Ties That Bind : Margi Scharff’s installation linking mundane items shows how we connect ‘to history and to people throughout time.’
When Margi Scharff received an invitation to a 72-year-old man’s birthday party, she began thinking about what to give him.
She pondered how there must have been many people along the way who had affected his life, about how one thing leads to another. She decided that she would collect 72 things and connect them one to another. Around her studio she found nails, rubber bands, string and rope before she branched out to seek other kinds of connectors. The gift ended up 12 feet long, a seemingly endless chain that kept the birthday boy enthralled as he pulled and pulled to get it out of the box.
Scharff couldn’t forget the idea of connection that she developed putting together that gift. In 1992, she created the installation, “A Series of Miscellaneous Connections . . .” at Cerritos College’s Art Gallery. Since then, she has expanded upon that artwork. Its current evolution, at Woodbury University’s Art Gallery in Burbank, takes viewers on an inventive, joyful ride, using the most mundane of objects to send them to the stars.
“It’s a portrait of people and how we connect ourselves to history and to people throughout time,” said Scharff, who collected connecting objects from friends as she put the work together.
She began with a piece of string and thoughts about the less than innocuous nature of connectors. Nails pierce an object. Rubber bands hold and expand.
The linear portion of the installation, which winds its way across one wall of the gallery, is made up of everything from car parts, rings, earrings, a tape dispenser, clothes and safety pins to nails, neckties, barrettes and keys, lots of keys.
“I’m the kind of person who loses keys all the time,” Scharff said. “Keys are a particular function of our society. They are about connections and barriers.”
Certain objects would “spring out of line,” said Scharff, accumulating into groups by color, texture or function. “It’s the linear aspect rolling itself into balls.”
Upon reaching the end of the chain of connections on the wall, one turns to face an explosion of variously sized balls, scattered from floor almost to the ceiling, conveying the sense of heavenly bodies in space. Each ball sports primarily one type of connector--electrical wires and cords, rubber bands, ties, belts, shoelaces--to name a few.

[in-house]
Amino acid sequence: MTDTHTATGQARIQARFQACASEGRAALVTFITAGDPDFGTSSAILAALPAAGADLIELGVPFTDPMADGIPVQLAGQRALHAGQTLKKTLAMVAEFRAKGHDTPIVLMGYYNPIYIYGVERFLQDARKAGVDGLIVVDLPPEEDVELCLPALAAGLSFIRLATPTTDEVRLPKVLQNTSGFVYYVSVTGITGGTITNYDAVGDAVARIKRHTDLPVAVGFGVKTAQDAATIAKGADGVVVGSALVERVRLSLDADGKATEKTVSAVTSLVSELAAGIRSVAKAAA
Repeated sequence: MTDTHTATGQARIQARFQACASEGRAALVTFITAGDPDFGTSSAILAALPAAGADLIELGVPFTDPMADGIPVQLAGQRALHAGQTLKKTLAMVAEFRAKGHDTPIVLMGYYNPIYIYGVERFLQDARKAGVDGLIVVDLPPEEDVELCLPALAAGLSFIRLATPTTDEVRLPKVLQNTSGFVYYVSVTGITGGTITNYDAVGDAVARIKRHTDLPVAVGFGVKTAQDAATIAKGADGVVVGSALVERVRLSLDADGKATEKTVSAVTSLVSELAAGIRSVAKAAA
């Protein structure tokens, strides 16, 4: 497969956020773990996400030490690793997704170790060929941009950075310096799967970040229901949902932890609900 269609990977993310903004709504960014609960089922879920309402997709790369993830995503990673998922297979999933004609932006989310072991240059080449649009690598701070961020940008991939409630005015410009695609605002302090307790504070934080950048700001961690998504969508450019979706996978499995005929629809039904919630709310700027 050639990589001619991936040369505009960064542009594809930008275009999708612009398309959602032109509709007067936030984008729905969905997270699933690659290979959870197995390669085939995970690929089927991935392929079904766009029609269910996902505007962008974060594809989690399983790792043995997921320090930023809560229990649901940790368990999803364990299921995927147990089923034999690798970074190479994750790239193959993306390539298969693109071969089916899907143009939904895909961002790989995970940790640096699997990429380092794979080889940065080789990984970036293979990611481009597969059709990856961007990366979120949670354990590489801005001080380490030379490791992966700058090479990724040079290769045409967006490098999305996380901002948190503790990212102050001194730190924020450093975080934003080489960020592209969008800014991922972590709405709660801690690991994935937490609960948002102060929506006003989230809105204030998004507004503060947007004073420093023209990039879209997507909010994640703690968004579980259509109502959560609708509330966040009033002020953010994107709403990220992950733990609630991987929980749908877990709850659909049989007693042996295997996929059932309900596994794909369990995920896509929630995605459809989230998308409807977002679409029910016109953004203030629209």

Anyone who has been fascinated by the inner workings of things, from the rubber-band layers of golf balls to the mazes of electrical appliances, will likely be drawn to the tactile nature of these pieces.
At the opposite end of the gallery is a group of small prints and photographs. The mixed-media lithographs, “In the beginning,” embody stellar space. Scharff’s self-portraits are the central focus of the multilayered photographs.
“Using my face, I can work figuratively. The prints are celestial scale; anything I make sculpturally is going to be human scale,” Scharff said. “I don’t limit myself to a certain set of materials. I feel free not to limit myself.”
“What I liked about the installation is its narrative quality, its visualizing of random thoughts,” said gallery director Carolee Toon-Parker. “Like speech and language, it goes through transmutations.”
“It’s a real playful piece,” Scharff said. “In the beginning I envisioned a braid that got thicker. I started out with a set idea and it changed. The objects affected one another, and I didn’t anticipate that. There were visual connections in the shapes of things. And I was surprised by what friends gave me, by people’s different interpretations of connection.”
Among unanticipated items were a 45 r.p.m. record--"sound connects you to a time,” she said--and baby bottle nipples from a new mother.
“The playfulness of this (installation) is really important to me,” Scharff said. “I would like to see people laughing in here. There is humor in odd connections. And I do like the belief that you can make art out of anything.”
Where and When What: “A Series of Miscellaneous Connections . . .” installation by Margi Scharff. Location: Woodbury University’s Art Gallery, 7500 Glenoaks Blvd., Burbank. Hours: Noon to 4 p.m. Tuesdays through Saturdays. Ends March 25. Call: (818) 767-0888, Ext. 337.